Sweet and Savory Cherry Recipes

Use your bumper crop of fruit to create sweet and savory cherry recipes. Includes recipes for cherry coffee cake, grilled chicken salad with cherry vinaigrette, maple cherry sauce and cherry cheesecake bars.


| June/July 1996



156-070-01

Cherry cheesecake bars.

PHOTO: JOHN PARRISH/FOOD STYLING BY TRISH DAHL

MOTHER's Kitchen column shares how to make the most of your crop of cherries, including a number of delicious sweet and savory cherry recipes. 

Sweet and Savory Cherry Recipes

Michigan is fighting the title of Cherry Capital of the World, and Anne Vassal defends the home turf with the best fruit recipes you've ever tasted. We can't wait for our annual journey to southwestern Michigan for a day of cherry pickin'. Those ripe, juicy cherries almost fall into our hands, with many of them ending up in our mouths. None of those supermarket Pacific Bing cherries for me, nor would I dream of buying hard, tasteless South American or New Zealand cherries in the dead of winter. I can wait for the real thing. OK, so I'm a slightly biased ex-Michiganer, but cherries don't get any better than Traverse City in mid-July. (Door County, Wisconsin, is close behind.) Last summer my teenage son ate two pounds of sweet cherries while traveling home alone on a plane from Traverse City. His excuse for not saving me even one was, "They were too good." Anyway, after we pick more cherries than we can possibly consume, we treat ourselves to a huge piece of cherry pie from the local bakery. (Sure, I know there's lard in the crust but I don't care.)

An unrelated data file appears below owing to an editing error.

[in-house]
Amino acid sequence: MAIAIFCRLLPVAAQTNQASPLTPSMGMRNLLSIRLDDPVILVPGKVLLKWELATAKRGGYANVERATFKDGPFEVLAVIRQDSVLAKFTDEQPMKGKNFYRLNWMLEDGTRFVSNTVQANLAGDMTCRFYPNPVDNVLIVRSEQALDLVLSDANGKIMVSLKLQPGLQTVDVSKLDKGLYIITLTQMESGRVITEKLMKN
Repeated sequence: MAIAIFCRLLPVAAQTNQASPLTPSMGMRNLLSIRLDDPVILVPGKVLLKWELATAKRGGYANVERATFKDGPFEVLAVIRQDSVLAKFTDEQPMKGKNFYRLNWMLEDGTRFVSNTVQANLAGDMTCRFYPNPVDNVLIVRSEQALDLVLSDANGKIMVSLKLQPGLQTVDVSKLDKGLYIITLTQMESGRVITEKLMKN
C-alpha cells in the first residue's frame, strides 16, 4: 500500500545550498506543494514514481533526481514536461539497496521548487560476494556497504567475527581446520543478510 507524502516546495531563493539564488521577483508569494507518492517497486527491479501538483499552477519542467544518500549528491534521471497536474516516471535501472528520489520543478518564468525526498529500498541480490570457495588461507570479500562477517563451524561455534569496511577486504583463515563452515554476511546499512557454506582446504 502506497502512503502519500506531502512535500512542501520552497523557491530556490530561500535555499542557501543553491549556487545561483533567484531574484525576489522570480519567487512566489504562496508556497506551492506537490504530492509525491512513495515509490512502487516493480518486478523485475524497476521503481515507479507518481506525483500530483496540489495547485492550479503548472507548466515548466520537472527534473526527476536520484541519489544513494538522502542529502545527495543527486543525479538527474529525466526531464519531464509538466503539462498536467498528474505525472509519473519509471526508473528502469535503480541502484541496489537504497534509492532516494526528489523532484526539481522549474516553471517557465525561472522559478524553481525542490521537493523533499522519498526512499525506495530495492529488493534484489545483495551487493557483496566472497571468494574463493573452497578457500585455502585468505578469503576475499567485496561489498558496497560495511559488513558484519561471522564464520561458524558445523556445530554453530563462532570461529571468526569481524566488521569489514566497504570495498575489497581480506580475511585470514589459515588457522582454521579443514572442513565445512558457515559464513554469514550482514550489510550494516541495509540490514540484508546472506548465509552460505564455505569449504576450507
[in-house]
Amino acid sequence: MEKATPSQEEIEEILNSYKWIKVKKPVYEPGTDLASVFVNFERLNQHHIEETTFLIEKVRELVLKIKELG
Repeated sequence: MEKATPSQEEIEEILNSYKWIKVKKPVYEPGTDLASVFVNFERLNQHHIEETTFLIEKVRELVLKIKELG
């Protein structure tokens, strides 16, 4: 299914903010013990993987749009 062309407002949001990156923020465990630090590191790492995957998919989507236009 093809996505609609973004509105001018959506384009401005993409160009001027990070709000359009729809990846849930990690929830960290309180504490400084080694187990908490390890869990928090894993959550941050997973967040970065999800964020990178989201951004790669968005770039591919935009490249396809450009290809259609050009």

Even though Traverse City, Michigan, and Vignola, Italy, both claim to be the cherry capital of the world (Traverse City grows more cherries but Vignola's been growing them longer), it's the Pacific Northwest that accounts for 70 percent of the sweet cherry production, while Michigan produces three-quarters of our sour (or tart) cherries. Why have a sour cherry? Mostly, they're needed for commercial processing into frozen and canned products such as pie filling. Some folks swear by fresh sour cherries for their homemade pies. And we can thank those same cherry plants for producing the maraschino cherries swirling in the bottom of our Shirley Temple cocktails.

Nutritionally, cherries are very much like most fruit in that they contain antioxidants such as vitamin C and betacarotene. Plus, they are loaded with fiber, and studies have shown that fruit fiber can help fight high blood pressure, heart disease, and certain types of cancers. Take advantage of this season's cherries by using them in muffins, pancakes, fruit shakes, salsas, salads, jams, and of course, pies. And there's no need to limit cherries just to desserts. Ray Pleva, a butcher in Cedar, Michigan, found this out when he began to experiment with using tart cherries in his ground beef and sausage. It was only after his daughter was crowned National Cherry Queen that Ray became aware of some of the problems facing Michigan's troubled cherry industry. He not only developed a healthier, better-tasting burger but he found that the cherries' antioxidants kept the meat fresher longer. Ray continues to make a dent in Michigan's cherry surplus by distributing his cherry meat all over the country.

This brings to mind the question of why everyone east of the Mississippi is buying Northwest cherries at the supermarket instead of locally grown fruit. According to James Flore, professor of horticulture at Michigan State University, rain is the industry's biggest problem. "Ripe berries will split open if they get wet at the wrong time, making the crop unpredictable." Supermarket chains can't gamble on the weather when they've placed orders and arranged for advertisements months in advance, says a Chicago produce manager. Sure, Northwest growers have the same problem but their huge industry can afford overhead orchard fans or helicopters to blow the water off the cherry orchards. Once again, big business reigns. But who needs jet-lagged fruit? Take a drive and find a local produce stand.

Choosing Cherries 





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